Showing posts from June, 2013

Responsible use of the ASP.NET MVC AntiForgeryToken

The use of anti-forgery tokens is a necessary safeguard against cross-site request forgery attacks. The ASP.NET MVC framework provides easy-to-use security mechanisms right out of the box, but unfortunately these are opt-in rather than opt-out and are easy to miss/forget. For a non-trivial website it is difficult to guarantee tokens are supplied and checked in all form submissions and AJAX posts. This is how I do it.
Note: Web security is a tricky business and I do not consider myself a security expert. Use the information in this post at your own risk.
1. Use the ValidateJsonAntiForgeryToken attribute for AJAX calls There's a nice post by Johan Driessen on anti-XSRF validation with newer versions of the .NET framework. I use Johan's ValidateJsonAntiForgeryToken attribute to great effect. In summary, Johan's attribute should be applied to actions invoked via AJAX calls. Check out his blog post - it explains everything in detail.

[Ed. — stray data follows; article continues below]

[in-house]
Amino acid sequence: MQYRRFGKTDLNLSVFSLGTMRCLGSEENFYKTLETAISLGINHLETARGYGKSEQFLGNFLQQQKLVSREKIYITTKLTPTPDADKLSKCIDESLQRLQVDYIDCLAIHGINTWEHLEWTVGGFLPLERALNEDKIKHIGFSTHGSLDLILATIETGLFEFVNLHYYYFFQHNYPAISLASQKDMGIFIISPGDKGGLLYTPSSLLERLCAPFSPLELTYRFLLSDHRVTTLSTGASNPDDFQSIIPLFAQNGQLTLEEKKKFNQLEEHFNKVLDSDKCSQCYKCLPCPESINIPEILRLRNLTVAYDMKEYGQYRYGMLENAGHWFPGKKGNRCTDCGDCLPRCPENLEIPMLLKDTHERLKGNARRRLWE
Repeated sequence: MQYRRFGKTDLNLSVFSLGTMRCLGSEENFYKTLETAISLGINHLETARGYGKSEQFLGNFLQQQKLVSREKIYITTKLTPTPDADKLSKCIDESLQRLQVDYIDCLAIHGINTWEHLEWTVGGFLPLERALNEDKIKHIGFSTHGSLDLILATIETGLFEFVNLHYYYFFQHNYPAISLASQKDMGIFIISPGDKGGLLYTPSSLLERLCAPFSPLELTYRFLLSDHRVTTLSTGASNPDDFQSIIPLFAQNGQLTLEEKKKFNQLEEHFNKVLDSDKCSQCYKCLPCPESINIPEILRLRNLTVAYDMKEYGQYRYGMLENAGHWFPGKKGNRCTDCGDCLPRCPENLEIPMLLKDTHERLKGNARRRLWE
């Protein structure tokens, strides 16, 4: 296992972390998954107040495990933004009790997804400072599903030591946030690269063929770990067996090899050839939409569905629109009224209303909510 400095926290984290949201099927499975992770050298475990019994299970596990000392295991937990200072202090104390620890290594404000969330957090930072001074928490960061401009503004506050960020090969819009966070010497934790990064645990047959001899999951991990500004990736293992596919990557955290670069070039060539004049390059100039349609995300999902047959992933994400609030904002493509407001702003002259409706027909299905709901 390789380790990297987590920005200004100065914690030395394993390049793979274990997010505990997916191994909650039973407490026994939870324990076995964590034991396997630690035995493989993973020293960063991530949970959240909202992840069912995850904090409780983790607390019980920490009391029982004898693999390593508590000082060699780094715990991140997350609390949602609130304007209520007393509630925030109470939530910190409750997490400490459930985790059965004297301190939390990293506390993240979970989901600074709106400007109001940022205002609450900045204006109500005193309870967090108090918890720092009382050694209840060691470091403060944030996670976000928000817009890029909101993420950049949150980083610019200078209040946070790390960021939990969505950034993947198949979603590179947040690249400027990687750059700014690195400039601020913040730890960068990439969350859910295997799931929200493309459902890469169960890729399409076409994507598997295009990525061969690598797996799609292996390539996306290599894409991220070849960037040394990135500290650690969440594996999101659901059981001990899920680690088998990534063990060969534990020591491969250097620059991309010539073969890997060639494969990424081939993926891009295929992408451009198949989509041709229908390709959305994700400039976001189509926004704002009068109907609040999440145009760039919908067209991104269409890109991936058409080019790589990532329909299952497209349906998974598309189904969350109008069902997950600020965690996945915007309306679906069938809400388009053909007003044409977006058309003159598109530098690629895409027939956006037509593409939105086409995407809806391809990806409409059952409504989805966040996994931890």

2. Ensure all AJAX posts contain a verificat…

Mocking NHibernate with Typemock Isolator is Awesome

Note: I am not affiliated in any way with TypemockUnit testing methods that contain NHibernate calls is notoriously difficult. In fact, a common suggestion is to give up and use an in memory database instead. This is fine (I've personally tried it on multiple occasions), and it works I suppose, but has always felt more like integration testing than unit testing (what happened to "no external dependencies"?..perhaps I'm a purist) and undoubtedly slows down the test suite - especially in all but non trivial cases where reference data needs to be loaded.I'm a novice Isolator user and messed around with the RecordExpectations syntax for a little bit before realizing just how simple Isolator makes things. Once you understand the warnings that Typemock puts out there, things get really easy. Really easy.First Attempt
Let's say I wanted to fake the count of the products currently mapped to a specific category on my website. Normally the chained nature of NHibernate …